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Mental disorders cause high burden in adolescents, but adolescents often underutilise potentially beneficial treatments. Perceived need for and barriers to care may influence whether adolescents utilise services and which treatments they receive. Adolescents and parents are stakeholders in adolescent mental health care, but their perceptions regarding need for and barriers to care might differ. Understanding patterns of adolescent-parent agreement might help identify gaps in adolescent mental health care.
A nationally representative sample of Australian adolescents aged 13–17 and their parents (N = 2310), recruited between 2013–2014, were asked about perceived need for four types of adolescent mental health care (counselling, medication, information and skill training) and barriers to care. Perceived need was categorised as fully met, partially met, unmet, or no need. Cohen's kappa was used to assess adolescent-parent agreement. Multinomial logistic regressions were used to model variables associated with patterns of agreement.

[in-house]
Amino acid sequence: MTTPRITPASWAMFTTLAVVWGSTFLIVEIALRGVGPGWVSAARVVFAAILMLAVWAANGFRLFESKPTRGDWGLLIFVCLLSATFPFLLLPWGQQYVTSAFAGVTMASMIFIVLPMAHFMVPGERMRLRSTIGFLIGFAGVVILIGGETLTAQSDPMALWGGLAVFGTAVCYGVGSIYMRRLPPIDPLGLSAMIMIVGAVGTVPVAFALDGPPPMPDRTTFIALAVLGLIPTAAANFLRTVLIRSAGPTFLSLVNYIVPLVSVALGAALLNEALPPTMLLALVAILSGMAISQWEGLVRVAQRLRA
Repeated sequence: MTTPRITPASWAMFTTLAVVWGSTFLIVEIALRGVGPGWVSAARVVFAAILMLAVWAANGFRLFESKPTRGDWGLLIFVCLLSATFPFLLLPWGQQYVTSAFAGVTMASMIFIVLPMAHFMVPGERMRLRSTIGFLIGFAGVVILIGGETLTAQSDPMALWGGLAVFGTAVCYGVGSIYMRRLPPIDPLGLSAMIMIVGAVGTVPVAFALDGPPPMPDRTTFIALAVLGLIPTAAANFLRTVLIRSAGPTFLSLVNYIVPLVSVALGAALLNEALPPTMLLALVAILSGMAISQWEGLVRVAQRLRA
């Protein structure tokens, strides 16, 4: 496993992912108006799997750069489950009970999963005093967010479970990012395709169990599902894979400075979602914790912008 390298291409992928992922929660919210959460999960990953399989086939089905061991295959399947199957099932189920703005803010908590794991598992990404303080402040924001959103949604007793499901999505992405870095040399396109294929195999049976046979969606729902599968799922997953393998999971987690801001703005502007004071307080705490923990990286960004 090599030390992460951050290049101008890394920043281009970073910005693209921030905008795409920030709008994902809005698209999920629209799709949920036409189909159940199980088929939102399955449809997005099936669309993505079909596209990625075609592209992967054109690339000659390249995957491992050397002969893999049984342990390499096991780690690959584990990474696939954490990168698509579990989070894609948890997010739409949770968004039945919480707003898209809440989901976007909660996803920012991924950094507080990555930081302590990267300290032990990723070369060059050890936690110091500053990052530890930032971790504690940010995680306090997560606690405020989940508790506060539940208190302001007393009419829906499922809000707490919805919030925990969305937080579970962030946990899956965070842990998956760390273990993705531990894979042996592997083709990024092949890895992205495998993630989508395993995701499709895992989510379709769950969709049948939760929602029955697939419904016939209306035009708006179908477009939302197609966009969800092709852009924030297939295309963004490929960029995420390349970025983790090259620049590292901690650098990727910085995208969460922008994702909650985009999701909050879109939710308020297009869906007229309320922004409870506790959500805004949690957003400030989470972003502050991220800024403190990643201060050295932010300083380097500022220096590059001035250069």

Almost half (46.5% (s.e. = 1.21)) of either adolescents or parents reported a perceived need for any type of care. For both groups, perceived need was greatest for counselling and lowest for medication. Identified needs were fully met for a third of adolescents. Adolescent-parent agreement on perceived need was fair (kappa = 0.25 (s.e. = 0.01)), but poor regarding the extent to which needs were met (kappa = −0.10 (s.e. = 0.02)). The lack of parental knowledge about adolescents' feelings was positively associated with adolescent-parent agreement that needs were partially met or unmet and disagreement about perceived need, compared to agreement that needs were fully met (relative risk ratio (RRR) = 1.91 (95% CI = 1.19–3.04) to RRR = 4.69 (95% CI = 2.38–9.28)). Having a probable disorder was positively associated with adolescent-parent agreement that needs were partially met or unmet (RRR = 2.86 (95% CI = 1.46–5.61)), and negatively with adolescent-parent disagreement on perceived need (RRR = 0.50 (95% CI = 0.30–0.82)). Adolescents reported most frequently attitudinal barriers to care (e.g. self-reliance: 55.1% (s.e. = 2.39)); parents most frequently reported that their child refused help (38.7% (s.e. = 2.69)). Adolescent-parent agreement was poor for attitudinal (kappa = −0.03 (s.e. = 0.06)) and slight for structural barriers (kappa = 0.02 (s.e. = 0.09)).